I was born in Hackney, East London in 1972. My dad was a signwriter, my mum a cleaner, secretary and librarian. I went to Daubeney and Raines Foundations Schools from the ages of 4 - 16: all 'inner city' state schools and am the first person in my family to have gone to University. I left home at 17 and did lots of odd jobs with the high point working in Hackney dole office signing people on during the 90s recession.
I finished my degree at London University in the late 1990s and left London when I was 24. I lived and worked in Bosnia, where I helped establish an NGO focussed on ethnic reconciliation in the still conflict-prone town of Brcko. Whilst nearly killed on a number of occasions, it was a walk in the park compared to my formative years growing up in Hackney.
Upon returning to the UK I started my post-grad education, in the great city of Bristol, where I spent a very happy five years. Since then I've lived and moved across the UK, and have now ended back in the beautiful West Country; my favourite bit of the UK by a long way. I now live out in the sticks, having swapped my inner-city concrete jungle youth for open fields and mud.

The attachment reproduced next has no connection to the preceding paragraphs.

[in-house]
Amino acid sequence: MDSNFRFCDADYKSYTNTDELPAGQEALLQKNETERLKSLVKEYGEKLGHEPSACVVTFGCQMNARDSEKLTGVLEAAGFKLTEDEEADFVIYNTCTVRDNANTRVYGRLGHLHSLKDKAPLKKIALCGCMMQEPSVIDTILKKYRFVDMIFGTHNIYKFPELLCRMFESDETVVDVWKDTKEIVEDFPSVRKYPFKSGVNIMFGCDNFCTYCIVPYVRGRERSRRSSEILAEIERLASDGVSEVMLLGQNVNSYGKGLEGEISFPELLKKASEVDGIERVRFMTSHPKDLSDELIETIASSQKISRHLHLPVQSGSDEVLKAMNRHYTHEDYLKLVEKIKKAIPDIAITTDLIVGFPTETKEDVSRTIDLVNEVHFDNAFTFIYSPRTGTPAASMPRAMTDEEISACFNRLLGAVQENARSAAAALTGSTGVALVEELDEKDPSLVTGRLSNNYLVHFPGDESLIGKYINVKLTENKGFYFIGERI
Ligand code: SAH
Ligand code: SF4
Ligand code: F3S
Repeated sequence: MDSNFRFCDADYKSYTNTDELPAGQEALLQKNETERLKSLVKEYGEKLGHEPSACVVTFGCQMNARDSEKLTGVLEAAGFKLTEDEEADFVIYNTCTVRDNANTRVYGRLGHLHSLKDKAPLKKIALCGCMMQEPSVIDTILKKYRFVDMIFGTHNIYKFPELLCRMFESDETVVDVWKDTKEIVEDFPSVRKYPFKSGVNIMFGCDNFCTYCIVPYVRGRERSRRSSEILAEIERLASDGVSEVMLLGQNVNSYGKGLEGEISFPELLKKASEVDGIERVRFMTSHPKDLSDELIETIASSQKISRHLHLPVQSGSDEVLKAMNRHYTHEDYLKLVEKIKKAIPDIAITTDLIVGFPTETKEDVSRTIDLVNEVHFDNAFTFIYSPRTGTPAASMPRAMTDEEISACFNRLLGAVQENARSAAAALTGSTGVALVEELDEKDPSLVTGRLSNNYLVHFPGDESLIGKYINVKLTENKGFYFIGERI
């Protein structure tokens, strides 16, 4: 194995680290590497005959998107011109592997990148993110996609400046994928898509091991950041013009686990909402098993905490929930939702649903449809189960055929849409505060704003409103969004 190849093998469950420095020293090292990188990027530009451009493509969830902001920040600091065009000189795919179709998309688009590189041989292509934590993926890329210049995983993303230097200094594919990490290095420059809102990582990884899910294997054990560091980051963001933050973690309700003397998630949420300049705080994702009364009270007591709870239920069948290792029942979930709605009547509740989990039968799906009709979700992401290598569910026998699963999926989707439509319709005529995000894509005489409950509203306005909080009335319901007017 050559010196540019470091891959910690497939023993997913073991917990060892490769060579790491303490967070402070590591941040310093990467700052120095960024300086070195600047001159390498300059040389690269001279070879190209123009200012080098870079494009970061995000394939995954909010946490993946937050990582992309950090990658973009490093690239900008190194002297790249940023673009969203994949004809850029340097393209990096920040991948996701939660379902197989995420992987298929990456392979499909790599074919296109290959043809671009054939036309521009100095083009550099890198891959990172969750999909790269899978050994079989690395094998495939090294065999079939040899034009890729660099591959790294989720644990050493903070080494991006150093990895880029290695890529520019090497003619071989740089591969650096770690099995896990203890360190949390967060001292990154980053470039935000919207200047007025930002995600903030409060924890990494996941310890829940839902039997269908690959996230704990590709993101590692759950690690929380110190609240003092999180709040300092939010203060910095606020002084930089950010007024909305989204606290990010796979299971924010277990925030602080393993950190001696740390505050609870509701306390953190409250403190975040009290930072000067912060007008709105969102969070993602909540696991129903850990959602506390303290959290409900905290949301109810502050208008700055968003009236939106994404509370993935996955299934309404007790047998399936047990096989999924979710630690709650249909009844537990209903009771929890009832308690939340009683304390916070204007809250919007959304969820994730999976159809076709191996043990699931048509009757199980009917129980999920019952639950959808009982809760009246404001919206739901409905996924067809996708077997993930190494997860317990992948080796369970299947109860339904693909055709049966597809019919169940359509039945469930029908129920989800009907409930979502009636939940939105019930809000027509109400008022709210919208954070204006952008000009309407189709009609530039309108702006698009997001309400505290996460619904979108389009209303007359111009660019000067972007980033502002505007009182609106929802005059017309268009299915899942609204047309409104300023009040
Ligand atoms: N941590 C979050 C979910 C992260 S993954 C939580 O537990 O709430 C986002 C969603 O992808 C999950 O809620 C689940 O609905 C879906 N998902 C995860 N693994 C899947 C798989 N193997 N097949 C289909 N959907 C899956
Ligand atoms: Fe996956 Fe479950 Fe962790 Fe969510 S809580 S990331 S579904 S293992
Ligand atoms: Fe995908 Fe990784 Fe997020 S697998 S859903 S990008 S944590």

An abiding interest of mine has been researching the role that both actual and latent organised violence can play as a 'social relation' helping structure relationships, often between states but also social groups. My first book examined US counterinsurgency warfare in post-Cold War Latin America, my second the role that US coercive statecraft plays in global energy markets.
I am increasingly interested in the 'culture wars' and am working on a number of projects looking at how these struggles over meaning often have a profound impact on politics.
Aside from international relations, I enjoy cooking, keeping fit and combat sports.